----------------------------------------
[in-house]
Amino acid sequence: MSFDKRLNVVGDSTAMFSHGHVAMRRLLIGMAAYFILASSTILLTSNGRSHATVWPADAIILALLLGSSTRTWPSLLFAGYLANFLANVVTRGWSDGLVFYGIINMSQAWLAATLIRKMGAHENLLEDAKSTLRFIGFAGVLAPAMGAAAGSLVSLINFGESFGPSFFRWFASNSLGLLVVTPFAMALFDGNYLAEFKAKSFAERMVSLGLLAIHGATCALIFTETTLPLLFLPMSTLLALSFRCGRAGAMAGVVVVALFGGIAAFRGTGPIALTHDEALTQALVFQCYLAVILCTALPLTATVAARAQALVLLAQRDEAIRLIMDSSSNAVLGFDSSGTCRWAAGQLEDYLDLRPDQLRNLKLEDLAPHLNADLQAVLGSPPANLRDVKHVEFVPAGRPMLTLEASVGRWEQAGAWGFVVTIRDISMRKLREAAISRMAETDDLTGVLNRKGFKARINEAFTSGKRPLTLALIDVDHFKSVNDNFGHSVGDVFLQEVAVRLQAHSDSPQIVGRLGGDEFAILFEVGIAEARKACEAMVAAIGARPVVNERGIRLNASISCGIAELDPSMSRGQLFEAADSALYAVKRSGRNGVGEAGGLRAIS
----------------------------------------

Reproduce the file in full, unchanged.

[in-house]
Amino acid sequence: MSFDKRLNVVGDSTAMFSHGHVAMRRLLIGMAAYFILASSTILLTSNGRSHATVWPADAIILALLLGSSTRTWPSLLFAGYLANFLANVVTRGWSDGLVFYGIINMSQAWLAATLIRKMGAHENLLEDAKSTLRFIGFAGVLAPAMGAAAGSLVSLINFGESFGPSFFRWFASNSLGLLVVTPFAMALFDGNYLAEFKAKSFAERMVSLGLLAIHGATCALIFTETTLPLLFLPMSTLLALSFRCGRAGAMAGVVVVALFGGIAAFRGTGPIALTHDEALTQALVFQCYLAVILCTALPLTATVAARAQALVLLAQRDEAIRLIMDSSSNAVLGFDSSGTCRWAAGQLEDYLDLRPDQLRNLKLEDLAPHLNADLQAVLGSPPANLRDVKHVEFVPAGRPMLTLEASVGRWEQAGAWGFVVTIRDISMRKLREAAISRMAETDDLTGVLNRKGFKARINEAFTSGKRPLTLALIDVDHFKSVNDNFGHSVGDVFLQEVAVRLQAHSDSPQIVGRLGGDEFAILFEVGIAEARKACEAMVAAIGARPVVNERGIRLNASISCGIAELDPSMSRGQLFEAADSALYAVKRSGRNGVGEAGGLRAIS